It felt like those spurned opportunities might be rued as Argyle came back. Niall Canavan had already wasted a glorious chance, before Byron Moore produced a good run and shot that O’Donnell did well to save. They never gave up and attacked in numbers. Considering Plymouth were at least one man short for more than half the game, the fact they had more possession over the 90 minutes doesn’t reflect well on City. What a contrast to the recent home game with Cheltenham, when in a similar situation the 10-men Bantams had only 23% of the ball. On that night Cheltenham let the ball do the work to press home the man advantage. It was something City struggled to replicate, giving possession back too readily.

As Plymouth worked up a head of steam, you were longing for City to have a spell of just keeping the ball, to slow their impetus. It was laudable that McCall’s charges didn’t sit back and continued to push for more goals, but they need to be cuter at times.

When the lively Antoni Sarcevic was also sent off for a second yellow card with six minutes to go, it seemed like game over. The midfielder was dismissed for a foul on Connolly – who else – although unlike Sawyer’s red card, it was far from clear cut. From my decent view of the incident in the corner of the Kop, where the players came together, Sarcevic appeared to get the ball. That Lowe made a point of marching up to confront Connolly on the pitch, at the final whistle, probably said much about his view of the incident. “He made a meal of it all game to be fair. He was throwing himself around like a baby,” the Argyle manager claimed about Connolly after the game.

There was to be that late twist, as Moore set up Ryan Hardie, who ran at substitute Adam Henley and struck a shot that squeezed past O’Donnell at the near post for 2-1. With five minutes stoppage time signalled, it was an unnecessarily nervy ending for the Bantams. With two extra men on the field, they just needed to see the game out, not give Argyle such late encouragement. And though Novak almost added a third right at the end, the overall game management was poor. All season long, City’s ball retention has been dismal. They lack the intelligence and composure to see games out. And it almost cost them again.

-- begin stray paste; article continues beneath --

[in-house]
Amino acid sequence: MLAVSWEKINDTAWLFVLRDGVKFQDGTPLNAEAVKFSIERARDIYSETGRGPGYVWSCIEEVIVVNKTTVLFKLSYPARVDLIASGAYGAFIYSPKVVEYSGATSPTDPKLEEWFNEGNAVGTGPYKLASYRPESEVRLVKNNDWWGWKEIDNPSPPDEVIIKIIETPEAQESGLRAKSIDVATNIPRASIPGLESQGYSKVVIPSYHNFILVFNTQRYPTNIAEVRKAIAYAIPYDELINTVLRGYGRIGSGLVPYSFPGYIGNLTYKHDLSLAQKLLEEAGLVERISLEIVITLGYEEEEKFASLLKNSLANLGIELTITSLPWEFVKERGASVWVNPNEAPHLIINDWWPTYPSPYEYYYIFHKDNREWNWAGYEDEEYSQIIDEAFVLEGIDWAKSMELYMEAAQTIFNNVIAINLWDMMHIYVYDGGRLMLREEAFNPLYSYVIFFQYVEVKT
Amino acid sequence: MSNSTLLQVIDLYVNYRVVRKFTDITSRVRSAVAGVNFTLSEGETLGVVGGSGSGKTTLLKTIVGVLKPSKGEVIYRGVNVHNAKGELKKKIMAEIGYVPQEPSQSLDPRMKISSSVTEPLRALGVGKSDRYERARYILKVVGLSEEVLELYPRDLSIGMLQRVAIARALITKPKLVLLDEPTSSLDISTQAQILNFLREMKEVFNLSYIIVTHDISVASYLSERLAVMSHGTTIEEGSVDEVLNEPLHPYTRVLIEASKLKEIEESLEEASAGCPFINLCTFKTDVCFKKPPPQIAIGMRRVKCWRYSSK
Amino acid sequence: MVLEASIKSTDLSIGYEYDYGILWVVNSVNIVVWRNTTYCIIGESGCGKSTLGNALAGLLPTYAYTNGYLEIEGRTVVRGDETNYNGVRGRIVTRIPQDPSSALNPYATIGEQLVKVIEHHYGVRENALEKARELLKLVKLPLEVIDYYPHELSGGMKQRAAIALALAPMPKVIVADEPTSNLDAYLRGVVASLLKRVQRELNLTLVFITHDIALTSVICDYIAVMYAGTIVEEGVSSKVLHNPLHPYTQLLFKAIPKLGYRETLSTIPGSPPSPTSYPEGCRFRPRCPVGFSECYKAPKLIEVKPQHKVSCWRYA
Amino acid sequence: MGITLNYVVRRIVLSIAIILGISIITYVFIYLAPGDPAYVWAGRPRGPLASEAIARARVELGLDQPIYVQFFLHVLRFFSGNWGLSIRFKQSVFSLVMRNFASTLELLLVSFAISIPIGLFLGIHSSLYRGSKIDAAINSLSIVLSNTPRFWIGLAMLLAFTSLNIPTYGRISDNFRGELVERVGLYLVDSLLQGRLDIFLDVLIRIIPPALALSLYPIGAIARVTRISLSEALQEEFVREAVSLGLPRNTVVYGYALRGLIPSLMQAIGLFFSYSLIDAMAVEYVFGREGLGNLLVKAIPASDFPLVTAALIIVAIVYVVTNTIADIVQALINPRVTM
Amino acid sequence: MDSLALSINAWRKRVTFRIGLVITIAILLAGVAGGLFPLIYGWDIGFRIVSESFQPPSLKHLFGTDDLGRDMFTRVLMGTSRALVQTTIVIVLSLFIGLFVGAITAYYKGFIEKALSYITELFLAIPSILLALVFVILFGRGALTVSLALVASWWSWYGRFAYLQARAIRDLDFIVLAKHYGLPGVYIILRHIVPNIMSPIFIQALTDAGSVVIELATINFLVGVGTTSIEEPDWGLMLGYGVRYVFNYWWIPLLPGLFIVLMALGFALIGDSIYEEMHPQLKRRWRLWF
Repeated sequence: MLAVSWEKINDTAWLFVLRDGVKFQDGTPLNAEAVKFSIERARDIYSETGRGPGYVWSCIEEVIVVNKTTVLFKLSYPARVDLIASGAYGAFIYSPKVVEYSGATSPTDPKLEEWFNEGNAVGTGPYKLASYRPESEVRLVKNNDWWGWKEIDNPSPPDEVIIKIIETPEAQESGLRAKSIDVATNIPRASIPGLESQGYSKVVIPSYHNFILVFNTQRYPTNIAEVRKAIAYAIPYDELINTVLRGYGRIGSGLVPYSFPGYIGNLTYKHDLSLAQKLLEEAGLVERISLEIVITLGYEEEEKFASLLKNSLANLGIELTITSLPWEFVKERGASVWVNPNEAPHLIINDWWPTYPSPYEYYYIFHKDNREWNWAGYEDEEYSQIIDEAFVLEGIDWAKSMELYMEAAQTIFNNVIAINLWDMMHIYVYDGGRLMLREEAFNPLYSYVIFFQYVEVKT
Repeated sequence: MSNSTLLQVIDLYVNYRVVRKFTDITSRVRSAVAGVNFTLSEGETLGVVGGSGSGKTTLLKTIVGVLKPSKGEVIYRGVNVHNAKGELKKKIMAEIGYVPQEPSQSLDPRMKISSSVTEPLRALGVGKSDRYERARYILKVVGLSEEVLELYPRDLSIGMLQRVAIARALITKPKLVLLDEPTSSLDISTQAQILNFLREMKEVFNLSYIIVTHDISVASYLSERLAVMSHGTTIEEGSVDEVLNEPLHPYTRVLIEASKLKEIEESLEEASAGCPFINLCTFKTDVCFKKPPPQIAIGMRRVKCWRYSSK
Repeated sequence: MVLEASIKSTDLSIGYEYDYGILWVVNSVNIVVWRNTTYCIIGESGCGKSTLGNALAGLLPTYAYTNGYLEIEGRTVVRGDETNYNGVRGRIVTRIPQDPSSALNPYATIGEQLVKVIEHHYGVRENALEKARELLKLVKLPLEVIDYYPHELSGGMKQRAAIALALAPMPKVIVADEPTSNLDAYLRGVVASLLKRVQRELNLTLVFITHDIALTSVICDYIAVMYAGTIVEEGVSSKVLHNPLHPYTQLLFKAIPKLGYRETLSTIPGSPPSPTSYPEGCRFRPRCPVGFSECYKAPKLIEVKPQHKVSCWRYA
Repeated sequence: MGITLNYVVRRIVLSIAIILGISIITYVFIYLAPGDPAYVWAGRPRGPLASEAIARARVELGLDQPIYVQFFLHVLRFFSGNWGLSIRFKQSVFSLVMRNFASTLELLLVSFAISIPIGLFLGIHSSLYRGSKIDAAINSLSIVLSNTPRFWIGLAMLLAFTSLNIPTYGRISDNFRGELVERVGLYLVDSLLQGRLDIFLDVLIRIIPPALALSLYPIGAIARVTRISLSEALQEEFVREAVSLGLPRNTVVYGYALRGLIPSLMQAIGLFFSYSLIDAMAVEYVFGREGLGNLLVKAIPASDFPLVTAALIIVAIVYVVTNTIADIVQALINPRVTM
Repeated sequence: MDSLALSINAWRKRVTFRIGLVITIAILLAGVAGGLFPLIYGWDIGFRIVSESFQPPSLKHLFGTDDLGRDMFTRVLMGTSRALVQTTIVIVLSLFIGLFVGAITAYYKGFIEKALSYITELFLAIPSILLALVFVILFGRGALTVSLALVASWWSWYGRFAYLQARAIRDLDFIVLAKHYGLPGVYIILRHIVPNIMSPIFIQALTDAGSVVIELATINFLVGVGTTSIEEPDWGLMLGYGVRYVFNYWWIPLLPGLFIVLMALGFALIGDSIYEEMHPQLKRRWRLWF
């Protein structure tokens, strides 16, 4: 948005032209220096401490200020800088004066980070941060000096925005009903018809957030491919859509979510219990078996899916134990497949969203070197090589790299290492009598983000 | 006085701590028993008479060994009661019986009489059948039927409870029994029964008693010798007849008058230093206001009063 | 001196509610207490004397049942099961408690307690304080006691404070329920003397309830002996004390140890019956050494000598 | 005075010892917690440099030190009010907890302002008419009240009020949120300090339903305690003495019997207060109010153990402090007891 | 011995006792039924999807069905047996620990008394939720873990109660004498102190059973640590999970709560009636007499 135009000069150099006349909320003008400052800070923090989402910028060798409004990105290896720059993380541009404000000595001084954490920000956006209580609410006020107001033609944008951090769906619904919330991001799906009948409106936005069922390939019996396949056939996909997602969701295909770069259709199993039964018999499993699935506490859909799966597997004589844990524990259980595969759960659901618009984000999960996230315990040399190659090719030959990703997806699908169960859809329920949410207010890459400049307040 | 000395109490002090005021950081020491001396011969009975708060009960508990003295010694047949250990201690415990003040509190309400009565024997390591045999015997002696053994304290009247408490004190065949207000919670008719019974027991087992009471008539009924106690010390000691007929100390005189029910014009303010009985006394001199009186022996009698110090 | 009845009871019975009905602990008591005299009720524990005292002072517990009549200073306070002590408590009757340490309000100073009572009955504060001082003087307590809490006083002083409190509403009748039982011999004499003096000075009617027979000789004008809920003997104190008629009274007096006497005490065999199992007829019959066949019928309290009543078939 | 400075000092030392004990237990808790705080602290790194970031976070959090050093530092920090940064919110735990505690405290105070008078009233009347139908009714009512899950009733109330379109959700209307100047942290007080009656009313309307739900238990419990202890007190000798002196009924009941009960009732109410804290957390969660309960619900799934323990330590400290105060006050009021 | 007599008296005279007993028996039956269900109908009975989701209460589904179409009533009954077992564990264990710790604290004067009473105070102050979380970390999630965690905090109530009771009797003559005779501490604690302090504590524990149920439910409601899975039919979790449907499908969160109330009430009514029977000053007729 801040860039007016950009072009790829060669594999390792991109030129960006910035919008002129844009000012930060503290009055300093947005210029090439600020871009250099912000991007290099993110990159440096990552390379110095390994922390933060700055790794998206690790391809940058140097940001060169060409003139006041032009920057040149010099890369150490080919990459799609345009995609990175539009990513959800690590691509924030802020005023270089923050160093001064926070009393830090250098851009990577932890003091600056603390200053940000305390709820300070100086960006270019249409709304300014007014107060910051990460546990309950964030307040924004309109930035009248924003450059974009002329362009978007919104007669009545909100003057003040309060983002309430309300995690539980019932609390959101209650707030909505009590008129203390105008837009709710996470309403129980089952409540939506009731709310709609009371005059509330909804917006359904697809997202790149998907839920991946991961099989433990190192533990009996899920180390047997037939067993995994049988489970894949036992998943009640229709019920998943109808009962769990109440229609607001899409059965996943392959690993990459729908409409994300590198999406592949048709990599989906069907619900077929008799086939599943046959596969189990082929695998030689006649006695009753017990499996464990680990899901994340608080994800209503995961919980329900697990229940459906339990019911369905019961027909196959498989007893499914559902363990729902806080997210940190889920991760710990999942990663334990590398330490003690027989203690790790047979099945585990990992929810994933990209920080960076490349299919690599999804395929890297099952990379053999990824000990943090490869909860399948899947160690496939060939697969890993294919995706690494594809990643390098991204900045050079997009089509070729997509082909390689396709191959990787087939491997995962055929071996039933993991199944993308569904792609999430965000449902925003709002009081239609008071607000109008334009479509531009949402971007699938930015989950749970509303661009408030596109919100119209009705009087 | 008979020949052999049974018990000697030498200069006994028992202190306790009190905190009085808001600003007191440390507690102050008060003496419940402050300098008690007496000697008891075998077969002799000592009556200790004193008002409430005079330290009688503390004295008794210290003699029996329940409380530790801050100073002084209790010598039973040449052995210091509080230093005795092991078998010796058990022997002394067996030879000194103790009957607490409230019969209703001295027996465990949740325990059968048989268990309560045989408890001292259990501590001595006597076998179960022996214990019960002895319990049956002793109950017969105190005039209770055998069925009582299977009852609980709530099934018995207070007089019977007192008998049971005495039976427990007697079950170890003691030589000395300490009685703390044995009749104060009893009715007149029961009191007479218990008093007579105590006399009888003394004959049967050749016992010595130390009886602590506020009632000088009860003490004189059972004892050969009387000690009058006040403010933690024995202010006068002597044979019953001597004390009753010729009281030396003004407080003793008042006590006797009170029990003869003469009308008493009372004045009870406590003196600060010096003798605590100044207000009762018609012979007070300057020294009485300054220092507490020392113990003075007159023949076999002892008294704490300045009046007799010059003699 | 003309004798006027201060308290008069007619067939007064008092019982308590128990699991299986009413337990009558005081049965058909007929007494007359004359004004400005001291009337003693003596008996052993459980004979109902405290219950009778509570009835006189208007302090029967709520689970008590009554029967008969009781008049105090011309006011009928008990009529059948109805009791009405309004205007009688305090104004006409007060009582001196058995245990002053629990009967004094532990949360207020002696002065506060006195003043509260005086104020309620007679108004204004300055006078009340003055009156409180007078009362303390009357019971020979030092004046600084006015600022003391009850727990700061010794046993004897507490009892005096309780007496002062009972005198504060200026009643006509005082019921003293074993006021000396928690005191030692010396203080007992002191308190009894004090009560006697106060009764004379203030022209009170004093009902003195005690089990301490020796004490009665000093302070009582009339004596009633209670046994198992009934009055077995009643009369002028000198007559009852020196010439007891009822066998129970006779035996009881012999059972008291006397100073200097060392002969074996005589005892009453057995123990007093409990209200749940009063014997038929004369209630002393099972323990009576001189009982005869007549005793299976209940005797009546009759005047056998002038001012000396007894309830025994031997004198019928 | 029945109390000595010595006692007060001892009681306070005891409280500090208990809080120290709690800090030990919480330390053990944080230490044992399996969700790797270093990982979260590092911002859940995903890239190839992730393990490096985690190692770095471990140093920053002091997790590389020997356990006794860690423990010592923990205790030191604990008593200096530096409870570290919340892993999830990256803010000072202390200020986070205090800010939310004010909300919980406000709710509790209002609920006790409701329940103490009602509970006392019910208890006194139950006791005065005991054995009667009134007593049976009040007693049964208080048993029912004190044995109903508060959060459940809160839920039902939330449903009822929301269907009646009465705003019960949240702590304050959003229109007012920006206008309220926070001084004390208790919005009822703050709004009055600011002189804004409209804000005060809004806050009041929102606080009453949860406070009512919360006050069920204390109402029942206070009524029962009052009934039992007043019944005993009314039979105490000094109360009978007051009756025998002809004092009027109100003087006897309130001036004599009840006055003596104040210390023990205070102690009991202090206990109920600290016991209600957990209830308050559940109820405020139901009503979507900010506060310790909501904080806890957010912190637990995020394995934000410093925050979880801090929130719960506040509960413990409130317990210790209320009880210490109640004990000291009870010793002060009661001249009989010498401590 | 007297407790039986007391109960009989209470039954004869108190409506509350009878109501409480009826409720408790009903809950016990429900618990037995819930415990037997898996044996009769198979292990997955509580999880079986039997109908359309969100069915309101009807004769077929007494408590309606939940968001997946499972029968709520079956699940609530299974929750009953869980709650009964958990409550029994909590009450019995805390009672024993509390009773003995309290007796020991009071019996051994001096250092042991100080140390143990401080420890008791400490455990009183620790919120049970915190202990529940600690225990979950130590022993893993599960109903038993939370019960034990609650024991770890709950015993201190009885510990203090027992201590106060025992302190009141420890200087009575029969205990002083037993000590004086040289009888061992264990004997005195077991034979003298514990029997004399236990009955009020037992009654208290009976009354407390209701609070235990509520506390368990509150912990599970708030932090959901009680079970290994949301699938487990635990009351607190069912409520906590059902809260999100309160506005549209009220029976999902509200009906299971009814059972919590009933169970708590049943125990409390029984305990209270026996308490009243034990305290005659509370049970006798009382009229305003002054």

The defence once again had an afternoon to forget. They continually retreat when facing players running at them with the ball. They make so many poor decisions, putting themselves and their team mates under too much pressure. The ongoing issue of a lack of defensive midfielder to provide protection continues to inhibit the back four. Whilst Jake Reeves had another good game at home, Hope Akpan once again struggled to impose himself and gave the ball away too often. “There’s a lot of work to do,” McCall reflected after the game.

Yet whilst a poor defence cannot be fixed without a transfer window, the change of emphasis under McCall is bearing fruit. Gary Bowyer recognised that his defence wasn’t good enough earlier in the season, and so increasingly went down a path of setting up his whole team to protect the back four, to the detriment of attacking intent – and results. McCall has not surprisingly gone the other way, giving his creative players renewed confidence and freedom to express themselves. His philosophy has always been to outscore the opposition.

It means the back four is now much more exposed, which is a problem. Although the average goals conceded under McCall’s first five games (1.4) is narrowly better than Bowyer’s last five games in charge (1.8). At the other end, the 1.6 average goals scored under McCall so far is a big improvement on the 0.6 average at the end of Bowyer’s tenure. Expect to see more City goals, but few clean sheets, during the run-in.

Ultimately, this victory could be a big moment – but will mean nothing if they don’t follow it up at Salford City next week. They have to address the troubling trend of five defeats from the last six on the road, if they’re going to have a realistic chance of finishing in the play offs. The mud-drenched Valley Parade is a fortress, with 38 points gained from 18 matches. They’ve achieved less than half that points total (16) on the road.

They should travel to Moor Lane next week in greater heart. They still need to improve greatly, and the margin for error is wafer thin – with just 10 games to go. But this victory could revitalise the Bantams, offering them a shot of momentum at exactly the right moment.

Categories: Match Reviews, Opinion

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21 replies

  1. Today was all about the result if we were to keep our season alive and thankfully despite the usual scary last few minutes we’ve come to expect we came through and fully deserved the 3 points.
    Whilst the pitch was the worst I’ve seen this year it did not detract from the entertainment, which was a credit to both teams. In spite of the misgivings especially in ball retention, the change in attacking intent under Stuart is clear for all to see and I really hope that he succeeds at City be it this season or next.